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Did Comcast deal for NBC give affiliates clout in fight over Jay Leno?

January 8, 2010 | 12:12 pm

Until recently, NBC didn't seem too concerned, publicly at least, about how Jay Leno's prime-time performance was affecting its affiliates. The show, said network executives, was doing what they expected. Affiliates, meanwhile, kept quiet -- until they saw the November ratings and then they got a lot more vocal about how Leno's ratings were hurting their 11 p.m. local news shows.

LENO So what changed in the last few weeks to make NBC suddenly eager to move Leno out of prime time and back to late night and risk losing Conan O'Brien in the process? Sure, some affiliates were talking about dropping Leno, but perhaps General Electric Co.'s deal to sell control of NBC Universal to cable giant Comcast Corp. was a factor.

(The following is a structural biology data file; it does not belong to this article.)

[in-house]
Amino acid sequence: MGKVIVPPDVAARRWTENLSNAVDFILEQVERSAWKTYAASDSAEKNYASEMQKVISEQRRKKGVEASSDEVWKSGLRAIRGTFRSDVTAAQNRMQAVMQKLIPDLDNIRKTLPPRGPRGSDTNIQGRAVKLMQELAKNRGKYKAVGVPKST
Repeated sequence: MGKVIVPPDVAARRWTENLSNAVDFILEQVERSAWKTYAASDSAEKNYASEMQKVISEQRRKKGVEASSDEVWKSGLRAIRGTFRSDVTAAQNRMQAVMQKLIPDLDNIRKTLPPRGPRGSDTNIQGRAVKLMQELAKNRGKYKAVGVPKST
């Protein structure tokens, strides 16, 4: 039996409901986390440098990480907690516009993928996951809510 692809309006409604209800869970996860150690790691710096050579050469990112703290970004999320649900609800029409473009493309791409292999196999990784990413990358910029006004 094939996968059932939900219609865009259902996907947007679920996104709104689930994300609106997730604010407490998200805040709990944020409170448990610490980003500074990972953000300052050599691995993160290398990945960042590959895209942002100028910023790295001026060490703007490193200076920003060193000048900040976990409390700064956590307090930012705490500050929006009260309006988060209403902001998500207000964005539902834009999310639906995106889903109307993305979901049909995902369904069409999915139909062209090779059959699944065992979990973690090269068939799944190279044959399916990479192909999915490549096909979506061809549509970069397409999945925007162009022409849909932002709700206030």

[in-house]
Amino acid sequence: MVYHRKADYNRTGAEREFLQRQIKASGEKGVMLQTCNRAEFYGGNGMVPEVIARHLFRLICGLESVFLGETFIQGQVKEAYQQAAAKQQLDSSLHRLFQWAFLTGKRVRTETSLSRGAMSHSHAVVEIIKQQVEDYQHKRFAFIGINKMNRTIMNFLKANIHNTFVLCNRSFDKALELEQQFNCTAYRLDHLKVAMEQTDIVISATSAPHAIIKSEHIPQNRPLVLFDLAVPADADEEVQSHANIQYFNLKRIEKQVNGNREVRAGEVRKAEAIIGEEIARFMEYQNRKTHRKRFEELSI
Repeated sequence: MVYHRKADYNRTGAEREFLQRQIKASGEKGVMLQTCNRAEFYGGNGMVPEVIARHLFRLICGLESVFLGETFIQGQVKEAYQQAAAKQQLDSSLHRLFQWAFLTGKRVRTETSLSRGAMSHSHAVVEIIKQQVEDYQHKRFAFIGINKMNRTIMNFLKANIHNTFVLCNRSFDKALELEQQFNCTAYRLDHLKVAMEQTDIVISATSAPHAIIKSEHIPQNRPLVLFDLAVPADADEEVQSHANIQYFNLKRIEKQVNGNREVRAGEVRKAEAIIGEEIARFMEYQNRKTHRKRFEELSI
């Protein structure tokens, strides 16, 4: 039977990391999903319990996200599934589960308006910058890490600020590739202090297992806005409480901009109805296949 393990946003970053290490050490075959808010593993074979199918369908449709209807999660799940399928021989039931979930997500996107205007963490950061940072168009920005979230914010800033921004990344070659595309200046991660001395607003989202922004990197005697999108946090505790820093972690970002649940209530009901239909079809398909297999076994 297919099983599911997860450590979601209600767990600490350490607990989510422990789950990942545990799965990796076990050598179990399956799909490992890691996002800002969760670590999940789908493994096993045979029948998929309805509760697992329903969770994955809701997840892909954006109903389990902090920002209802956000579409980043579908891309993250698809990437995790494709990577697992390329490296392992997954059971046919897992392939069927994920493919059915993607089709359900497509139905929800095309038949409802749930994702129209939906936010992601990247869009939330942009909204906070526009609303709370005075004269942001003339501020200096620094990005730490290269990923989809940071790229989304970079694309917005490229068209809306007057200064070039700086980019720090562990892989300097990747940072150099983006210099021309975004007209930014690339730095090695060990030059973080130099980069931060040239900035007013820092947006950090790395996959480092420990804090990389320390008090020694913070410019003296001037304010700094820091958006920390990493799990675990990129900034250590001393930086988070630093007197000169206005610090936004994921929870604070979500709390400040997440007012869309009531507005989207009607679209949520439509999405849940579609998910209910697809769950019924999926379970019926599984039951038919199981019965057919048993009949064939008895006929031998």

When NBC first unveiled its Leno plans in late 2008, affiliates were less than enraptured by the idea. One station, WHDH-TV in Boston, even threatened to not carry Leno at all. NBC came down hard on it, and others quickly fell in line.

But with NBC Universal and Comcast needing to push their deal through Washington lawmakers and regulators, the last thing NBC can be seen doing is to be bullying local TV stations, which still carry clout on Capitol Hill. NBC affiliates can argue that the network's performance in the 10 p.m. time period is so tarring their local 11 p.m. newscasts that they can't "serve the public interest" with news and information as they are required to do by law.

Of course, with broadcasters' antipathy toward government regulation of the "free" airwaves firmly established, we're a little amused at any sudden invocation of the 1934 Communications Act (as amended) in a defensive tactic. But with advertising-rich local news -- even the crime-and-celebrity format that now predominates -- a profit center for TV stations, all is fair in love, war and lobbying.

-- Joe Flint

Photo: Jay Leno. Credit: Gerald Herbert / Associated Press